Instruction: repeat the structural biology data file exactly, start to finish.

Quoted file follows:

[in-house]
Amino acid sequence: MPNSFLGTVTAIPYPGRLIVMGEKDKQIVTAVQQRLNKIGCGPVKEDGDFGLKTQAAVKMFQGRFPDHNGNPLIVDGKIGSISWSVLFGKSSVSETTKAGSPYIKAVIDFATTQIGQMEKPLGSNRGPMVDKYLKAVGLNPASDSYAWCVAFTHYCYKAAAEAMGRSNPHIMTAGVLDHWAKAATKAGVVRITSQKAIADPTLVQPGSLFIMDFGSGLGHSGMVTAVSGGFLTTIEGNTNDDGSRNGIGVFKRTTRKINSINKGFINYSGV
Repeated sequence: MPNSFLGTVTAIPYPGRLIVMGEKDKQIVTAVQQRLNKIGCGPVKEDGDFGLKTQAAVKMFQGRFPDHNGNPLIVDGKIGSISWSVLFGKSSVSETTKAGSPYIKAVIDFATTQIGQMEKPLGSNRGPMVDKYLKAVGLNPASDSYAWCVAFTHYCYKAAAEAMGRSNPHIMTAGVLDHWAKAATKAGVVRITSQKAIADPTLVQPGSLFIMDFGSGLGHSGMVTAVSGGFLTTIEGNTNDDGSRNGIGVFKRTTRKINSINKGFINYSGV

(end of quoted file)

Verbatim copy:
[in-house]
Amino acid sequence: MPNSFLGTVTAIPYPGRLIVMGEKDKQIVTAVQQRLNKIGCGPVKEDGDFGLKTQAAVKMFQGRFPDHNGNPLIVDGKIGSISWSVLFGKSSVSETTKAGSPYIKAVIDFATTQIGQMEKPLGSNRGPMVDKYLKAVGLNPASDSYAWCVAFTHYCYKAAAEAMGRSNPHIMTAGVLDHWAKAATKAGVVRITSQKAIADPTLVQPGSLFIMDFGSGLGHSGMVTAVSGGFLTTIEGNTNDDGSRNGIGVFKRTTRKINSINKGFINYSGV
Repeated sequence: MPNSFLGTVTAIPYPGRLIVMGEKDKQIVTAVQQRLNKIGCGPVKEDGDFGLKTQAAVKMFQGRFPDHNGNPLIVDGKIGSISWSVLFGKSSVSETTKAGSPYIKAVIDFATTQIGQMEKPLGSNRGPMVDKYLKAVGLNPASDSYAWCVAFTHYCYKAAAEAMGRSNPHIMTAGVLDHWAKAATKAGVVRITSQKAIADPTLVQPGSLFIMDFGSGLGHSGMVTAVSGGFLTTIEGNTNDDGSRNGIGVFKRTTRKINSINKGFINYSGV